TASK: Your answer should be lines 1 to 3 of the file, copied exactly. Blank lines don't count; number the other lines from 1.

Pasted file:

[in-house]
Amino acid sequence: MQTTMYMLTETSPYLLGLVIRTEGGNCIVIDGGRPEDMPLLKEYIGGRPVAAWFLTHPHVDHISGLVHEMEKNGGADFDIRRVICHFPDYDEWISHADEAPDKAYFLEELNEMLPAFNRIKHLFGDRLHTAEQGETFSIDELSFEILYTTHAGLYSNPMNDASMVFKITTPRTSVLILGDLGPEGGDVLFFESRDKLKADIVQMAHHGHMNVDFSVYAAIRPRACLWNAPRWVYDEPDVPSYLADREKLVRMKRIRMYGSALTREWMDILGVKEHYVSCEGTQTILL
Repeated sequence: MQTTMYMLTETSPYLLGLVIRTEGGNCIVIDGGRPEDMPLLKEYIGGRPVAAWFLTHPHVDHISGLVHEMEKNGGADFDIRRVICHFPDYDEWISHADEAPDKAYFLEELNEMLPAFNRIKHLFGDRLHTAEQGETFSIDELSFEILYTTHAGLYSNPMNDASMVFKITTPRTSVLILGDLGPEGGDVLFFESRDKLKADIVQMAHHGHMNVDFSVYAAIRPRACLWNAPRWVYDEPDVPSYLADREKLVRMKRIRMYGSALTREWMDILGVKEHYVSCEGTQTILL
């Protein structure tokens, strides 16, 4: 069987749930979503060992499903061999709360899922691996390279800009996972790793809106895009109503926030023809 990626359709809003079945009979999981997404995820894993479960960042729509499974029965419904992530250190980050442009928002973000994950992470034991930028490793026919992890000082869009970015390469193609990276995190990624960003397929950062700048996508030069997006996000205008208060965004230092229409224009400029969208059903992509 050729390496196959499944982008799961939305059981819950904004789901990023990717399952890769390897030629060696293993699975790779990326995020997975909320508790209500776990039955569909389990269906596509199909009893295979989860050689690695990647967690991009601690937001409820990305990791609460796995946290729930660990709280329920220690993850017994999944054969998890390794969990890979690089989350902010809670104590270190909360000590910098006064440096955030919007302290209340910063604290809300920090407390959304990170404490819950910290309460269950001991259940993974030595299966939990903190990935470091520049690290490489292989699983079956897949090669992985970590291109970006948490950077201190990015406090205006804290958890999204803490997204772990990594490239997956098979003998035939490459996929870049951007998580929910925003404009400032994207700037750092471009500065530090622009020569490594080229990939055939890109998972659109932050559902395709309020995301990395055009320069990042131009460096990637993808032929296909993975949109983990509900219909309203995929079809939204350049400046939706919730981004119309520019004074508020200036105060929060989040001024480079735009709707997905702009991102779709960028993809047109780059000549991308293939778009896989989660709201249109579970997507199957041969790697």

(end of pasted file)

[in-house]
Amino acid sequence: MQTTMYMLTETSPYLLGLVIRTEGGNCIVIDGGRPEDMPLLKEYIGGRPVAAWFLTHPHVDHISGLVHEMEKNGGADFDIRRVICHFPDYDEWISHADEAPDKAYFLEELNEMLPAFNRIKHLFGDRLHTAEQGETFSIDELSFEILYTTHAGLYSNPMNDASMVFKITTPRTSVLILGDLGPEGGDVLFFESRDKLKADIVQMAHHGHMNVDFSVYAAIRPRACLWNAPRWVYDEPDVPSYLADREKLVRMKRIRMYGSALTREWMDILGVKEHYVSCEGTQTILL
Repeated sequence: MQTTMYMLTETSPYLLGLVIRTEGGNCIVIDGGRPEDMPLLKEYIGGRPVAAWFLTHPHVDHISGLVHEMEKNGGADFDIRRVICHFPDYDEWISHADEAPDKAYFLEELNEMLPAFNRIKHLFGDRLHTAEQGETFSIDELSFEILYTTHAGLYSNPMNDASMVFKITTPRTSVLILGDLGPEGGDVLFFESRDKLKADIVQMAHHGHMNVDFSVYAAIRPRACLWNAPRWVYDEPDVPSYLADREKLVRMKRIRMYGSALTREWMDILGVKEHYVSCEGTQTILL